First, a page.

Traffic picked up after Zhud (where the road from Guayaquil joins), so we were happy to take the newly-paved turnoff to Ingapirca. Although Ingapirca hosts the most important Incan ruins in Ecuador, there weren't many options for hotels and we ended up in a pretty crappy one for more than we wanted to pay. We were glad to be inside though when the rain started coming down overnight again.
|We were grateful for our hi-viz vests and lights in the fog|
The rain still hadn't let up in the morning, so we decided against paying to walk around in the rain at the ruins, and settled for seeing them from outside of the entrance. After climbing up to the Pana on a dirt-road shortcut, we bundled up for a freezing descent to Cuenca in the rain and fog. After plenty of hard riding and harsh weather, we were ready for some days off.
|The ruins of Ingapirca, seen from afar|
- Latacunga to Ambato: The Pana is miserable, and due to construction works, it narrows down to one lane several times. There are alternative roads on either side of it, that we did not take, but wish we would have.
- Ambato to Riobamba via Chimborazo: we took the main Ambato-Guaranda road to the turnoff that goes to the refugios del Chumborazo, but it turns out there was another, quieter, road. You can take it also from Ambato, it is called the Antigua Via Flores, which drops you about 3 km to the turnoff of the road to the refugios. After the first few villages near Ambato where the road climbs steeply, there's limited re-supplying and more traffic that we had anticipated (though it doesn't feel unsafe). There's plenty of wildcamping around. Once on the road to the refugios (signposted for Riobamba), traffic minimizes and the climbing continues to 4400 m. The descent to Riobamba is quiet, and after a short stretch of the Panam, you reach the centre of town.
- Riobamba to La Moya (on the Pana): in order to avoid the Pana to Cuenca, there's at least two options. Having decided against going to Macas (Oriente) and back up to the Cordillera in Loja, we took notes from the excellent Big Sur blog, and set off on the dirt road route between Atillo, Poca Totoras, Osogochi, Totoras, and Achupallas. The Big Sur blog has great information on distances and road conditions, though we had more rain than them and therefore more mud. Cebadas has a couple of restaurants, and two supermarkets, and is the last proper town before Chunchi, for more than basic supplies.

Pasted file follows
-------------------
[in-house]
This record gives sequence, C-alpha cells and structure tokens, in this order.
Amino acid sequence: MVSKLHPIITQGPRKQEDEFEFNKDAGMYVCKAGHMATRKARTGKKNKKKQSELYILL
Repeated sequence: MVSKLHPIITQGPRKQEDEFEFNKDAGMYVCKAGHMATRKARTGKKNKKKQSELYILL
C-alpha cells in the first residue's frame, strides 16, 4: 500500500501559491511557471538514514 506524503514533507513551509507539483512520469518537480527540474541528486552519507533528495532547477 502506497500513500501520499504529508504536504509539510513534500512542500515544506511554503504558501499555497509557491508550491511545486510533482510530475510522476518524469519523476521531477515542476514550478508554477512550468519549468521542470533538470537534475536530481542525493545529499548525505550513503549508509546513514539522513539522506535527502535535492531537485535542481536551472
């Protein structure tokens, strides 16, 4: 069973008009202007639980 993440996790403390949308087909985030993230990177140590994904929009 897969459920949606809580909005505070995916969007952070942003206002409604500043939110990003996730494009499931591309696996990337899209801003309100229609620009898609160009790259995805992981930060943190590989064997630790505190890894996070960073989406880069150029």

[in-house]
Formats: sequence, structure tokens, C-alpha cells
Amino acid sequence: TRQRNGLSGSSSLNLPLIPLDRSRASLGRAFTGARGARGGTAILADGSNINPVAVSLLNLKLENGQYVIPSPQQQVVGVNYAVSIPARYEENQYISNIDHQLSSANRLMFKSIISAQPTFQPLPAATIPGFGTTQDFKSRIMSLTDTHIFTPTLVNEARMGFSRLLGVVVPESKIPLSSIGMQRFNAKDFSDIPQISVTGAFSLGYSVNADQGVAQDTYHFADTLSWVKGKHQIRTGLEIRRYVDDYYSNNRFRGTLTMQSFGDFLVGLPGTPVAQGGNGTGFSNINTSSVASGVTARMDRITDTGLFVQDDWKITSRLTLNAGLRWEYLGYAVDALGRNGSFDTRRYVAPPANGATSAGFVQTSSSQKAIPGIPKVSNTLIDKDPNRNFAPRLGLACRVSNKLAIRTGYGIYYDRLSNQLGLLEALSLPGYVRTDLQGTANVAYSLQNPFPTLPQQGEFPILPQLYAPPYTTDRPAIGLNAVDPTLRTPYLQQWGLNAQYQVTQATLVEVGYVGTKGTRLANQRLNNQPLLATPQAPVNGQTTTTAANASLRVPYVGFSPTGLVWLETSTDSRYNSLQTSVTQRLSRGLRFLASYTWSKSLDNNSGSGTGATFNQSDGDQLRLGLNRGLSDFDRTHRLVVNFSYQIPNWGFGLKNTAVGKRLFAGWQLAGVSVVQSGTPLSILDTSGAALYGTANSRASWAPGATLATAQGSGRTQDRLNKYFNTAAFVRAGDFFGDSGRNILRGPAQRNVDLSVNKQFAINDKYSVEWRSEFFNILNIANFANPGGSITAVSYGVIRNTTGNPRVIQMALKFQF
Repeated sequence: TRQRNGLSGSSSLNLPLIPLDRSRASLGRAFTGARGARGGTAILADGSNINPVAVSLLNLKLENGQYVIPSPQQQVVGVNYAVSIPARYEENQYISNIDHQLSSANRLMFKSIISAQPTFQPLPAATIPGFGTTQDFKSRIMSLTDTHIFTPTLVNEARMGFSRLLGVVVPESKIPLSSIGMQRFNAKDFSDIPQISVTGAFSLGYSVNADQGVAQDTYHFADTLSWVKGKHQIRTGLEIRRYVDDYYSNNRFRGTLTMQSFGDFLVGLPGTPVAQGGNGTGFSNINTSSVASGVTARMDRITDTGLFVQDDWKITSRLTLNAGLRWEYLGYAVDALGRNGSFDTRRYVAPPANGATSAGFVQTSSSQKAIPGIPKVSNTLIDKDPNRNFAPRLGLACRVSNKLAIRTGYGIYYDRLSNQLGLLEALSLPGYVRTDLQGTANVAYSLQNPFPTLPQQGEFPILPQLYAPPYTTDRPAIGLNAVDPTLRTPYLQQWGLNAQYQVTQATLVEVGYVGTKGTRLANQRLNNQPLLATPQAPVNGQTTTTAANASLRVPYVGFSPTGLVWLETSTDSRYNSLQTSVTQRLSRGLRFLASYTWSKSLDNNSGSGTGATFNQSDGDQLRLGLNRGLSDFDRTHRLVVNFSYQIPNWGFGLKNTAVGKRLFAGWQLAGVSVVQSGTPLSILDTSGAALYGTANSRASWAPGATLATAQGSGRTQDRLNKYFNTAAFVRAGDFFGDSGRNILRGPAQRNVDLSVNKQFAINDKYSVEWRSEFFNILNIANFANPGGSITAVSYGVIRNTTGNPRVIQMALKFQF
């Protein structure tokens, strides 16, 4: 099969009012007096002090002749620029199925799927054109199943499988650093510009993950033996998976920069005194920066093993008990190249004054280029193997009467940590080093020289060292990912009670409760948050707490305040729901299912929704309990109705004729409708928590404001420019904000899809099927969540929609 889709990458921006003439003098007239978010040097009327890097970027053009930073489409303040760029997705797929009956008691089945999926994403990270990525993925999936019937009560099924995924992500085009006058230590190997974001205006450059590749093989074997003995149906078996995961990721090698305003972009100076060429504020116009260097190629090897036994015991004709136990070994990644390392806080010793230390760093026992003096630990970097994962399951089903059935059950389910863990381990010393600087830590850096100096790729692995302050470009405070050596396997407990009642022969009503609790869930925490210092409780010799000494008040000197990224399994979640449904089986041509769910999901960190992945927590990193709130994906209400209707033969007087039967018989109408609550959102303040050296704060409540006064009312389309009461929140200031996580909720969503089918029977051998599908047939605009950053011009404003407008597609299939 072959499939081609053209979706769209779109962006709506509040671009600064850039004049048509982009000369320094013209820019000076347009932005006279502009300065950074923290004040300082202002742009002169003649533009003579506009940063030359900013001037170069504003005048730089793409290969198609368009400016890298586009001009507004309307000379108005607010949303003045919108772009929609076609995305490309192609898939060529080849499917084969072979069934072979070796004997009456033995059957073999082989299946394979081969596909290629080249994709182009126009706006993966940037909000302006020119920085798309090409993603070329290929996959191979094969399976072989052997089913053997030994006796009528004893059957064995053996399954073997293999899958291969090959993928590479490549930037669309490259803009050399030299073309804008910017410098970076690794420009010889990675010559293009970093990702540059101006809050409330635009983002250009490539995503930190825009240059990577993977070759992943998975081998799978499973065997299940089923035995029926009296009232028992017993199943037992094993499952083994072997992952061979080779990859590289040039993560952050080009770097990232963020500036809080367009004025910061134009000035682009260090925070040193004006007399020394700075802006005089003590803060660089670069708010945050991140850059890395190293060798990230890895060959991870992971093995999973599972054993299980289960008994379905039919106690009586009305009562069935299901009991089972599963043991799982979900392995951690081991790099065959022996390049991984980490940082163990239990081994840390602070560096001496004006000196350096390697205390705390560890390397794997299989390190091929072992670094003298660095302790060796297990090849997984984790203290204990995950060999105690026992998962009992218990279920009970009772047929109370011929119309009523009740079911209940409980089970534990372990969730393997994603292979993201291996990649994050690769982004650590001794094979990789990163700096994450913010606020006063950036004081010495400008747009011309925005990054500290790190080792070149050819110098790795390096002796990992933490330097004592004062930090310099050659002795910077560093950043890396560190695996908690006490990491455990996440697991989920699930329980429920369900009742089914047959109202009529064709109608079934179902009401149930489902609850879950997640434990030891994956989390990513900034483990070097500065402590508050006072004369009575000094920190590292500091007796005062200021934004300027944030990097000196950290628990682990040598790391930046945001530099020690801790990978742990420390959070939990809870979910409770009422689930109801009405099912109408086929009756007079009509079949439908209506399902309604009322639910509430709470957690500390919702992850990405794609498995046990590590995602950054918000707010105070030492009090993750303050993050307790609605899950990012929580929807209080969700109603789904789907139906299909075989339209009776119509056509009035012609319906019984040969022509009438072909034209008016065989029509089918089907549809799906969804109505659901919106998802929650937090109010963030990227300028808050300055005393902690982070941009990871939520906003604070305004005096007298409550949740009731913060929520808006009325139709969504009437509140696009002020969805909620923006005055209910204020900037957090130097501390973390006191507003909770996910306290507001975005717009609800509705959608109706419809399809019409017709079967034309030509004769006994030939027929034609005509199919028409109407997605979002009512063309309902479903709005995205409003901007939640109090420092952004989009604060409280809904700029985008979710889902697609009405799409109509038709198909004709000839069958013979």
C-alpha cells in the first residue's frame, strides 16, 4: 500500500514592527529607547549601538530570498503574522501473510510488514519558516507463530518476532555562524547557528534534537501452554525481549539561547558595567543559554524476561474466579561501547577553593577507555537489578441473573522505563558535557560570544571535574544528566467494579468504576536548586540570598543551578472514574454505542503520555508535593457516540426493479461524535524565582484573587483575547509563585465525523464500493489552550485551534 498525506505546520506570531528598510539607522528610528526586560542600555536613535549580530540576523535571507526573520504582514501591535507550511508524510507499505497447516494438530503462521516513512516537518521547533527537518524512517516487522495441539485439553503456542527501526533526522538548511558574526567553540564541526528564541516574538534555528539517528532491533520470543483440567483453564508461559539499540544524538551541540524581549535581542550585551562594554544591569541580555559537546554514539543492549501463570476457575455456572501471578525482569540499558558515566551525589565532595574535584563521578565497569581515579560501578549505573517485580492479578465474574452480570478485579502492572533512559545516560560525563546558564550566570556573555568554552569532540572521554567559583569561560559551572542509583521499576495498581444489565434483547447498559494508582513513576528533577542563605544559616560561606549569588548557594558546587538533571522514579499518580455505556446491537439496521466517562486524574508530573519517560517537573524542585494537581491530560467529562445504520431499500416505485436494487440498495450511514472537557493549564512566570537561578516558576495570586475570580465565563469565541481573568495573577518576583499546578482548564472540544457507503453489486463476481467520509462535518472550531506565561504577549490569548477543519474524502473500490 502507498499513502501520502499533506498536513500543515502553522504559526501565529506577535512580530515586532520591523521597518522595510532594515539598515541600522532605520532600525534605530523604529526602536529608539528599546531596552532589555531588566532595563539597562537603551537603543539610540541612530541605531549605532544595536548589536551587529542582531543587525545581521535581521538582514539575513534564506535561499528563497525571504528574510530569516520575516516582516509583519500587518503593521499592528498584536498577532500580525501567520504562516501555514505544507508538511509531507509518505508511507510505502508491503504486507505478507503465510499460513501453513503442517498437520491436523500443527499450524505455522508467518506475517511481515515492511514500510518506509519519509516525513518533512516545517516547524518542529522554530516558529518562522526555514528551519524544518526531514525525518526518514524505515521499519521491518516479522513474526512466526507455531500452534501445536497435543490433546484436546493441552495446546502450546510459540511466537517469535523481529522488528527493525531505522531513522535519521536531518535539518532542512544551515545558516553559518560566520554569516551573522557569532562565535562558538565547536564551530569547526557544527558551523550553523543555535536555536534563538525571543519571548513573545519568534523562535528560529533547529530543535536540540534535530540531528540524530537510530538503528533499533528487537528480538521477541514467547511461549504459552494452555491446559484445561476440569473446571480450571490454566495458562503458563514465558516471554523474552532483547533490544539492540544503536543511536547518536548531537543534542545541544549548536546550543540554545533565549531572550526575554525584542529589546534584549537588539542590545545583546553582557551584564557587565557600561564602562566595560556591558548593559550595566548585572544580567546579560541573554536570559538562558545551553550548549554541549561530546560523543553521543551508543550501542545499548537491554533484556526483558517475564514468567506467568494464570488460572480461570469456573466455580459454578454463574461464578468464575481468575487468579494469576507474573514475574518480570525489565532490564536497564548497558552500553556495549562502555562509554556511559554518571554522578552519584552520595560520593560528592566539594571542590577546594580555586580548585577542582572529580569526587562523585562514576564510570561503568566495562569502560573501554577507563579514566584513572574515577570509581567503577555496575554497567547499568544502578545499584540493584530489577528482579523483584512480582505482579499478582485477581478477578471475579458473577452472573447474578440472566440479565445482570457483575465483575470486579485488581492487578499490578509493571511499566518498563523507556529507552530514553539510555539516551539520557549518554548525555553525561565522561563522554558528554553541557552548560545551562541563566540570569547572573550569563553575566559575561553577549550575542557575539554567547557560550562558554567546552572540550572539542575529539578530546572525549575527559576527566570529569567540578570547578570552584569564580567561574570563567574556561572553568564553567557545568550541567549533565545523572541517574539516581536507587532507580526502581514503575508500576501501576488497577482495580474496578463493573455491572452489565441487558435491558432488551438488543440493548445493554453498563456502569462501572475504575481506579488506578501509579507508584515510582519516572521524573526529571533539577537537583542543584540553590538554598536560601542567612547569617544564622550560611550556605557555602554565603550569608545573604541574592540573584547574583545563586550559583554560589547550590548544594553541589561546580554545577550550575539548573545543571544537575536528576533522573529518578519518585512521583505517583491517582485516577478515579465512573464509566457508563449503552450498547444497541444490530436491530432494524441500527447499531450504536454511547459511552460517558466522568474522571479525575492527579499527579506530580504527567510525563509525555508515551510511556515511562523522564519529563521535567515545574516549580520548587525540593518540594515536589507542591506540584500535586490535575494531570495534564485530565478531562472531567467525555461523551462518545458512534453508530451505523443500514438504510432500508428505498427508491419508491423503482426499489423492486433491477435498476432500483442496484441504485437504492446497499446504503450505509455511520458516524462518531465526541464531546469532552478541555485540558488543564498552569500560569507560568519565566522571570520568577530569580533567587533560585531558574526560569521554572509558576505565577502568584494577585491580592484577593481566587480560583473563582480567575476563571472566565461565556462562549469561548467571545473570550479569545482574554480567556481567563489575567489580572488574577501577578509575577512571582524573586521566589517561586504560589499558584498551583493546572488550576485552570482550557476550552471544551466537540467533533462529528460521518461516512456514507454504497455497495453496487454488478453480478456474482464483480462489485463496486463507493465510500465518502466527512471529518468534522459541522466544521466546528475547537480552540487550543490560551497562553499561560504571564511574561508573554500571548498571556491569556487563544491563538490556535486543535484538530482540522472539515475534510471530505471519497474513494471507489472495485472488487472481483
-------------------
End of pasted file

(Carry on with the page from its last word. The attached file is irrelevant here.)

In Atillo there's a hospedaje ($7 per person) just after the town proper, and a few restaurants. But if you continue 8 km to the lagunas, there's great wild camping, or like we did, a semi abandoned (during the week at least) tourist complex with empty buildings. The dirt road starts from Atillo (Punto Cero) and once on the top of the climb we encountered ankle deep mud for some 5 km, which made for some hard pushing 2 hours. Once in Poca Totoras the trail improved and we got back in the saddle. Osagochi had a couple of very basic shops. The trail then climbs to almost 4000 m before dropping to Totoras, where there's a few better supplied shops. From Totoras you can either take a direct road back to the Pana (but taking you back more North than necessary), or continue to Achupallas, on a 25 km up and down dirt road. Achupallas had a couple of basic shops and, apparently, a very good hospedaje in the fanciest looking house in town. There are a few restaurants but none were open for lunch mid-week unless you had ordered food in advance or were happy to wait around for a wile. The 15 km descent down to the Pana is best done in the morning according to the locals - afternoon thick fog rolls in most of the days. The descent is paved but with plenty of debris in the road it needs to be done with care.
From Ingapirca, the road continues down for 2 km, then a good dirt road (even in the rain) appears on the left, which takes you up all the way back to the Pana (at 3500 m) cutting both distance and climbing from the more obvious paved road which drops you at Cañar.
The Pana descends abruptly towards the town of Biblian, where a newer and faster highway can take you to Cuenca. We stuck to the old highway (not signposted for Cuenca but it does go there!), all the way in to Cuenca, and found it more bearable, with no trucks and slower moving traffic. Traffic in Cuenca was heavy and fast, so best to avoid the rush hour, as in any other big city.
All our route is now updated and can be downloaded as a gpx.